The middle section gives extensive control over the IRs. There are eight cabs available in all the amps, but you can load your own IRs, or export new ones based on what you do in the middle section. And…you can cycle through the IRs while playing, so you can hear the sounds in context. Of course, you can pan, and alter the balance, of the cabs. There are also Phase Fix and Time Fix buttons to compensate for inconsistencies among loaded IRs.

The top sections have some elements in common: a bypass switch so you can use just the cabs, a tone stack (but the details vary among the amps), boost section with pop-up controls for gain, level, and six tonal “shapes,” and a power amp section with pop-up controls for bias, sag, and sag speed, along with indicators that show how much the output transformer is being stressed, and the amount of sag. These are effective controls in tailoring the feel to your playing. The Blue Sierra and Dallas amps have Bright switches, while the Archon has a Lead/Clean switch.

As to character, for the Dallas amp, think Fendery clean, with the option to go further. It does credible crunch, but can also do the chimey/sparkle thing. I don’t know if Waves did this just to confuse all the people who say amp sims can’t do clean sounds…but it can do clean sounds. As with most of the amps, I favored the presets labeled “PRS” because either they worked “out of the box,” or were good points of departure that were tweaked easily into what I wanted.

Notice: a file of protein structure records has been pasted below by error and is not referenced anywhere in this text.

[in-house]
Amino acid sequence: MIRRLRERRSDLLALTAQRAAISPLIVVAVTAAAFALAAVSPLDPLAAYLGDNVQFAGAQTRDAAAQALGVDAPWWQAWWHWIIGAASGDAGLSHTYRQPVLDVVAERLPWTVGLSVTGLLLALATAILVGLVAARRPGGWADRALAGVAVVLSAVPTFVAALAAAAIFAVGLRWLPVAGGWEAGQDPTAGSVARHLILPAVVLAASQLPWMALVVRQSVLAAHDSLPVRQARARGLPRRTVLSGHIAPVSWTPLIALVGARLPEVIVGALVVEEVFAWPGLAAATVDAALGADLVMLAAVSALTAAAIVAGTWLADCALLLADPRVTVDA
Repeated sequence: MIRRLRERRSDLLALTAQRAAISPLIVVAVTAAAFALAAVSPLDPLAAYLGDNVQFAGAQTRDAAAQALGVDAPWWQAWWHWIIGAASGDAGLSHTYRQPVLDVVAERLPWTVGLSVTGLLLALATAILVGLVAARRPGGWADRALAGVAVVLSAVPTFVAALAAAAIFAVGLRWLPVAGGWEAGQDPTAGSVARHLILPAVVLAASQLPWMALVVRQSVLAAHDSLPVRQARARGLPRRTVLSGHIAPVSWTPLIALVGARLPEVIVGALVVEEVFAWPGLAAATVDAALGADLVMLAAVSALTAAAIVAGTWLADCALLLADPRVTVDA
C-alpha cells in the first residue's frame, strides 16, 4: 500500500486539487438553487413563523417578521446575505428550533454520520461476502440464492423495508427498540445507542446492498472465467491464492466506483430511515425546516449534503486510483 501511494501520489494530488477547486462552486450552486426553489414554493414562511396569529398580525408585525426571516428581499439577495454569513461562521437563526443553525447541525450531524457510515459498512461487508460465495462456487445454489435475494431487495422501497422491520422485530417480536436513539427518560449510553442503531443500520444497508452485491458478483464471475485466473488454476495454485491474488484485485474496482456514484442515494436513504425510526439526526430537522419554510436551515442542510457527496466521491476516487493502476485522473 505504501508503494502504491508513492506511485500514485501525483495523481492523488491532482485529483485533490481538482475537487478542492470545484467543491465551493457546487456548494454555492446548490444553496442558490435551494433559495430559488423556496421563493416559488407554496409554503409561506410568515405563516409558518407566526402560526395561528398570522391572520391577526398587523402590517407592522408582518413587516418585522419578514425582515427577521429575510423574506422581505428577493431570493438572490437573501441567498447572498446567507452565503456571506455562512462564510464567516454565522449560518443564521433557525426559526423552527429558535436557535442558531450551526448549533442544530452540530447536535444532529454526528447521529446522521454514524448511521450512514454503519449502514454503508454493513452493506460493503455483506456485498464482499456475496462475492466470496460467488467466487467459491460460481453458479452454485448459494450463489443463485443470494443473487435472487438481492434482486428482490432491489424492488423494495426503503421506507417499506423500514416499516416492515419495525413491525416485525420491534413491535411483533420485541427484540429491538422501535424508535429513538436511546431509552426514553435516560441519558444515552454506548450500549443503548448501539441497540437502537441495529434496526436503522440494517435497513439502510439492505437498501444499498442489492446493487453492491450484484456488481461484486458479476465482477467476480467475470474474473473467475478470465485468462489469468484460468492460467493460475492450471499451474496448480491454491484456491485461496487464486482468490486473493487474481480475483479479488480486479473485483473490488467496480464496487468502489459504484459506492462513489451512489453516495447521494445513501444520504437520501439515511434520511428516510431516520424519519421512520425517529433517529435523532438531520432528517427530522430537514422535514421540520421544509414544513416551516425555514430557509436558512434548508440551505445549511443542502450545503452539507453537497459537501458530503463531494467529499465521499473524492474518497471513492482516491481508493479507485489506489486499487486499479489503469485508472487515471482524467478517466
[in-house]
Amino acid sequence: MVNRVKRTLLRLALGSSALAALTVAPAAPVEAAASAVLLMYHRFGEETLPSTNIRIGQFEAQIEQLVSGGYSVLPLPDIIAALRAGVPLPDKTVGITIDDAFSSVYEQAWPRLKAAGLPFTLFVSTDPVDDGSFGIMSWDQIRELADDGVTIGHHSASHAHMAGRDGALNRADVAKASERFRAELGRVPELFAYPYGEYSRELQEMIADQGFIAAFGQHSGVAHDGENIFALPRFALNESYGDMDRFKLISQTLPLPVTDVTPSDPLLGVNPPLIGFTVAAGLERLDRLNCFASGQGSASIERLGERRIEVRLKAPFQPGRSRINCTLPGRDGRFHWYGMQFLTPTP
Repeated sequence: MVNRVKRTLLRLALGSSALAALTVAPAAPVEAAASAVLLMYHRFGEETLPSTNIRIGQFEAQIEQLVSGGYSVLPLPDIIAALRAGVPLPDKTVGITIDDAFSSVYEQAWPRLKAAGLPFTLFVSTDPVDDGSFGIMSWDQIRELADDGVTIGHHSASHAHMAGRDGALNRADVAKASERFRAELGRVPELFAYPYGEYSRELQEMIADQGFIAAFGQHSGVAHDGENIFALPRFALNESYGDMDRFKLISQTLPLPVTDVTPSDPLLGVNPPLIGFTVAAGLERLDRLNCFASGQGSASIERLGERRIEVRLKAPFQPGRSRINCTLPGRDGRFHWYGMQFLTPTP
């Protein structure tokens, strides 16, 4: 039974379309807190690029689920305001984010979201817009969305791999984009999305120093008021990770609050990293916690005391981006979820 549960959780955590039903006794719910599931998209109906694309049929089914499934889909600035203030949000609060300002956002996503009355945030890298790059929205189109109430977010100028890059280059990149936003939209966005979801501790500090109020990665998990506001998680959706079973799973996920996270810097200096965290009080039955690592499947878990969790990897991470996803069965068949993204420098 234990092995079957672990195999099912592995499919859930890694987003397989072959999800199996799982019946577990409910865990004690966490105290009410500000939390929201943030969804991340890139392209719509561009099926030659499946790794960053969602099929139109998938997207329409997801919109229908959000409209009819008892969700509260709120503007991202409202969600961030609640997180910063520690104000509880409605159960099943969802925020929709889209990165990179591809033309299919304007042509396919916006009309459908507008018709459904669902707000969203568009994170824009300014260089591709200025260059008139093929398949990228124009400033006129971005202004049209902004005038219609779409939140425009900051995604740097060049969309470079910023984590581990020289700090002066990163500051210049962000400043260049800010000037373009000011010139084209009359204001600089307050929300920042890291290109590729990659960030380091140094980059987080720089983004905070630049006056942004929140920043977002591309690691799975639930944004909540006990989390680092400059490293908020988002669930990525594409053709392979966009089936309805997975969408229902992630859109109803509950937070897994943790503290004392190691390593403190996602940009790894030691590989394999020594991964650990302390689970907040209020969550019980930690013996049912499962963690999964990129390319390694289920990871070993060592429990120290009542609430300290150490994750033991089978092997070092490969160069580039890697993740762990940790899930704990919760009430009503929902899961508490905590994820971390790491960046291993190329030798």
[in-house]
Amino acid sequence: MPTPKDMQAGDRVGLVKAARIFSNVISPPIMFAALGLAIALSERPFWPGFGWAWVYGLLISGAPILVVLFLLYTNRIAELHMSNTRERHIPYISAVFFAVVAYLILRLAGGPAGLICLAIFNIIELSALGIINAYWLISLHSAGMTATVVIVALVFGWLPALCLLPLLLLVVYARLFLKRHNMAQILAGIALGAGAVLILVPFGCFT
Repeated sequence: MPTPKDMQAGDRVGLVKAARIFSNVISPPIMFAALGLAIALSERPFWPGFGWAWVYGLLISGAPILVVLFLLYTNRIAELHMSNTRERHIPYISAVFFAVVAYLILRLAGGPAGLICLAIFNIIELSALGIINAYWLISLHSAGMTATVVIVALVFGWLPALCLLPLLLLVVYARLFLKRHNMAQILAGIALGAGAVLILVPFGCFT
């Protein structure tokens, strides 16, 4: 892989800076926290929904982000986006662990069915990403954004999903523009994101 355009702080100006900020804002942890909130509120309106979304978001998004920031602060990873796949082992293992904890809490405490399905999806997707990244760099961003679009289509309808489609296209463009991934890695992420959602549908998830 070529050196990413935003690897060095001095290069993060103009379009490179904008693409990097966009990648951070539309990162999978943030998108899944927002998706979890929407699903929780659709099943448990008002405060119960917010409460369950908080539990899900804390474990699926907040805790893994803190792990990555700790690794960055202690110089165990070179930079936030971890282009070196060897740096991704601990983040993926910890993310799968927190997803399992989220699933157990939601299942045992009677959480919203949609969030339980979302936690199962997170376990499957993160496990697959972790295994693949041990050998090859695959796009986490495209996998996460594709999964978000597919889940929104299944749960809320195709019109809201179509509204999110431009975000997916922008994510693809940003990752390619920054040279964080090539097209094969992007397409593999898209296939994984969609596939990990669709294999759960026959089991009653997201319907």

The Blue Sierra V9 is just plain awe-inspiring. This image shows the controls for the transformer/power amp section.

The Blue Sierra V9 is excellent for rock crunch, and creates beautiful lead tones.After adjusting the input level and loading the “Initial Lead” preset, I fell in love with it—this is a lead sound that sings. The Boost and tone stack controls are particularly effective with this amp, as is the Gain Stage; its on/off switch is very much like a cleaner/dirtier switch. The amount of tonal change you can get with this collection of controls is huge, from corpulent to tight and controlled. If I could have only one of the SuperModels, this would be it.

Here’s Archon. It may look harmless, but it can snarl with the best of them.

Archon is schizophrenic—it can produce superb clean, sparkly sounds, but you can also crank up the gain to go deep into modern metal-land. Oh, and speaking of cranking, it appears there’s a lot going on under the hood because with several controls, it takes a second after making an adjustment before you hear the change (and you might hear some sci-fi sounds while it’s changing). With Archon I actually like dialing back about 10-20% from maximum overdrive, but Archon can hold its own when you want high gain.

Now, I haven’t tried every amp sim in the world (despite my best efforts to do so), but my initial opinion of the PRS SuperModels that made me reach for my credit card within minutes of first trying them remains: you feel like you’re playing through a PRS amp. For my taste, this is an astounding collection. If you think I’m going over the top…well, try the demo, and see what you think.